25 Years of Warmth

"They don’t necessarily remember that they were living in a shelter, but they know that they love their quilt."

Every toddler needs a security blanket, their own little “lovey.” At COTS, those blankets are handmade, one-of-a-kind quilts made by the volunteers from Quilters for COTS.

“When I see a toddler snuggling under their quilt, using it as a tent, or wrapping up their stuffed animal, I think of all the hands that touched each piece of fabric, all the love that went into it,” says Case Manager Debbie Robbins. “I know of several kids who received quilts years ago and still cherish them. They don’t necessarily remember that they were living in a shelter, but they know that they love their quilt.”

It all started back in 1993, when some friends came together to make gifts for the kids at COTS. They’ve since expanded their mission to include our adult clients and the fire survivors we’re helping from our Santa Rosa offices. To date, they’ve provided almost 3,500 quilts!

“There are a lot of steps to putting together a quilt,” says Quilter Coordinator Ellie O’Connor. “Some of it we do on our own at home. But we get together at least once a month to put them together. All told, it takes between six and eight hours to put together one quilt.”

They rely on donations of fabric and batting—the more colorful the better. COTS has strict rules about privacy and confidentiality, so the quilters never know who gets a particular quilt. And that’s okay with them.

“I just think, ‘People will be warmer,’” says quilter Lillian Ruggles. “How beautiful is that? That’s all I need.”

To donate materials or to get involved, please contact Ellie at oconnorell@aol.com or 707.763.0283.

COTS Milestones

“Great things are done by a series of small things brought together.”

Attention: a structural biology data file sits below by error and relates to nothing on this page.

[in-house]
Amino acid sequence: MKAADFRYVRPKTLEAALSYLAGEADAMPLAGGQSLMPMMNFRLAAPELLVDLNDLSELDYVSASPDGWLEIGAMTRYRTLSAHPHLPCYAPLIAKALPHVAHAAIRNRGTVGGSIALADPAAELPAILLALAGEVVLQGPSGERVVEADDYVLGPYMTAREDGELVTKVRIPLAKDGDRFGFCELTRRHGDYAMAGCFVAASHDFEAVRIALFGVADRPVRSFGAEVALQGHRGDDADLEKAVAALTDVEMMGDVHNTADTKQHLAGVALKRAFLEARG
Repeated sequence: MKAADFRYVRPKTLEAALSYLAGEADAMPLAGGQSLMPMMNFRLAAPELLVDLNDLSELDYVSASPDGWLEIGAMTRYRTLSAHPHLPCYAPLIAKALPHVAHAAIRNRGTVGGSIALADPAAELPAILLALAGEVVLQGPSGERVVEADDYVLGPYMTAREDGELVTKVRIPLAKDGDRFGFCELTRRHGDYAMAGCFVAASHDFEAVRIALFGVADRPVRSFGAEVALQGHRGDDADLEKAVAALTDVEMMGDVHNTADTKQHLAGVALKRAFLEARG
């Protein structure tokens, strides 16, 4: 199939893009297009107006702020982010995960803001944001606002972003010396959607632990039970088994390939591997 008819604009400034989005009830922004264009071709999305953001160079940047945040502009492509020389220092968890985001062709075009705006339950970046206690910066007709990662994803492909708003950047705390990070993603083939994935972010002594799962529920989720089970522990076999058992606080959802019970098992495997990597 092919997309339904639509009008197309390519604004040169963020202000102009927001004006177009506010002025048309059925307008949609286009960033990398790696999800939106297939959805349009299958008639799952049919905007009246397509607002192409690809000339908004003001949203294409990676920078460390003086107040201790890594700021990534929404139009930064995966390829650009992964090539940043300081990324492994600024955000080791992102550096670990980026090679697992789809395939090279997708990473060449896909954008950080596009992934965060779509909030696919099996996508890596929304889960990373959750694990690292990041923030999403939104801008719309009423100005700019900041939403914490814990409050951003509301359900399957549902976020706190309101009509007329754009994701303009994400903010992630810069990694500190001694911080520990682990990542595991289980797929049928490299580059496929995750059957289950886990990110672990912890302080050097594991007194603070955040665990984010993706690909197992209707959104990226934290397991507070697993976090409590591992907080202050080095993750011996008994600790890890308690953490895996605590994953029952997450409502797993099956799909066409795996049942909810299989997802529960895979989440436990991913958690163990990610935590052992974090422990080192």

-Vincent Van Gogh

COTS in Rohnert Park

A partnership with City of Rohnert Park will allow us to rapidly re-house 53 individuals this year.

Respite Revamped

Opening in October, this 7-bed recovery and recuperation unit at the Mary Isaak Center will reduce lengthy hospital stays for patients who are homeless.


COTS Opens in Santa Rosa

Laure Reichek Housing Hub will assist 572 individuals impacted by the fires to find and keep housing.

Diversion Takes Burden Off of Shelter

COTS Diversion Specialist assists individuals who are homeless but do not need shelter services to resolve housing-related issues.


Chuck Fernandez begins his tenure on October 15. Chuck has been CEO of Catholic Charities of the East Bay in Oakland for four years, assuming that role after a 3-year stint as executive director of Catholic Charities of the Diocese of Santa Rosa. We are thrilled to have him join COTS.

We asked former shelter guests,
“What’s it like living in your new home?”

“I have the confidence to reach out and become a leader in my neighborhood.”

“The expiration date is removed, removing the stress of having to make life changes while at the same time figuring out where to go next. In a shelter, your kids’ friends have to drop them off a block or The sun came shining through.” two away so they won’t know they live in ‘that place.’ Having a home removes the shame and embarrassment.”

“All that hard work paid off. The sun came shining through.”

Wendy's story

Wendy left COTS two and half years ago, after coming up on a wait list for a local affordable housing complex. She’s been busy! While working and raising her teenage kids, she earned her BA in Psychology last year from SSU.

She now works two jobs: freelancing as a massage therapist (the job with which she put herself through school) and working in her new field as a behavioral technician, working one-on-one with an autistic teenager, helping him develop school and life skills.

She credits COTS with helping her develop the habit of saving. “I grew up with a mother who spent money she didn’t have. I had to learn to do things a different way. If I hadn’t saved money at COTS I wouldn’t have been able to move to my apartment. Things are still tight, but I have a savings cushion that I’m really proud of.”

She’s also really proud of her kids—for their academic successes but also because of their maturity and consideration. “Living so close, we became close. They notice if I need help. They’ll cook and clean. They’ve stayed out of trouble and they have good heads on their shoulders.”

Wendy's advice: “Everybody needs help at some point in their life. For everybody, that help comes at different times and from different people. Let go of any stigma around that. If you don’t, you’ll be over- whelmed by your problems and you won’t get to where you want to go.”

Melvin's story